Leaders primarily are influencers. In order to influence others positively, we must first influence ourselves, that is, learn to manage our time, our emotions, our work, and our life.
I’ve been a student of the work of Murray Bowen for over 12 years and have found it to be the most helpful and profound source of leadership knowledge anywhere. The fundamental concept is Differentiation of Self, which is managing self and understanding self. It’s about understanding ourselves by understanding our family of origin and how that has shaped us. It’s also about how to not be trapped by these influences. Our past is neither good nor bad. It just is. We then learn how to move forward and be present as effective leaders.
Here are two themes under the Bowen Concept “Differentiation of Self” which is one of his 8 concepts. There are:
Anxiety is a trap we set for ourselves, which magnifies everything and moves us into emotional decision making from a thinking based decision process. Anxiety also spreads to everyone else in the culture. We might think that we are good at hiding our anxiety, however others sense it and are effected by that anxiety, even if there’s no awareness of that process. Learning to manage our emotions and staying out of emotional leadership is the first duty of any leader. This does not mean that we can’t care about others and care about their emotions. We must stay out of those emotions, which include worry, empathy, fear, control, and other similar feelings. None of those emotions help the other person and certainly don’t make you a better leader.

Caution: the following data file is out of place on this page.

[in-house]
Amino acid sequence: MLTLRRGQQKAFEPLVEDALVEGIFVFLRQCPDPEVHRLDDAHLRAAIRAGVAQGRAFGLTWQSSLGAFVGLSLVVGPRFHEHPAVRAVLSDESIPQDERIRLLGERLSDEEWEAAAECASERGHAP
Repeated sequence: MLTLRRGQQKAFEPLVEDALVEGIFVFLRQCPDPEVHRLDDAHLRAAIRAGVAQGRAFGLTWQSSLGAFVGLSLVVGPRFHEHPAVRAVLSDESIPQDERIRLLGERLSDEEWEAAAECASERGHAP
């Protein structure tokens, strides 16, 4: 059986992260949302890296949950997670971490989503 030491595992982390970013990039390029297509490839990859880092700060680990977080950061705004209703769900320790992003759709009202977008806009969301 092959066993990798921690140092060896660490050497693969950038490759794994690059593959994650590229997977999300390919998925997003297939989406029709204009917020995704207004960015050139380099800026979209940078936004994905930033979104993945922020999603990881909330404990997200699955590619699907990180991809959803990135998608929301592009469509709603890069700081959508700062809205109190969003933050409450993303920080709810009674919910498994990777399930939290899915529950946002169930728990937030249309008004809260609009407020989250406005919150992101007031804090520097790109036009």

Emotion based leadership is a downward spiral that leads to an emotional culture. Set the standard and stay balanced.
Creating a set of Guiding Principles for decision making is a way to stay grounded or centered as a leader. See Day 4 of 31 Days to Becoming a Better Leader for Guiding Principles and Day 28 for Managing Stress.
Create your personal set of Guiding Principles and use those to manage self. Bowen called this “Basic Self.” When we act out of those principles, then this is what he called “Pseudo Self.” As a “pleaser” personality, I want people to like me. When I make decisions that are not allowed in my personal Guiding Principles, then I cause problems and actually people ending up not liking me and certainly not respecting me. I’d rather people respect me for abiding with principles rather than try to make them like me.
The top leadership challenge I have experienced in over 31 years of training and coaching leaders, is Over Functioning, that is doing something for someone that they can do themselves. We think that we are being helpful, when in fact people resent what we are doing because they are capable of doing it themselves.
The Transformational Leader defines what they can take off their plate and delegate to someone else. I’ll share more about Transformational Leadership in the next Monday Momentum.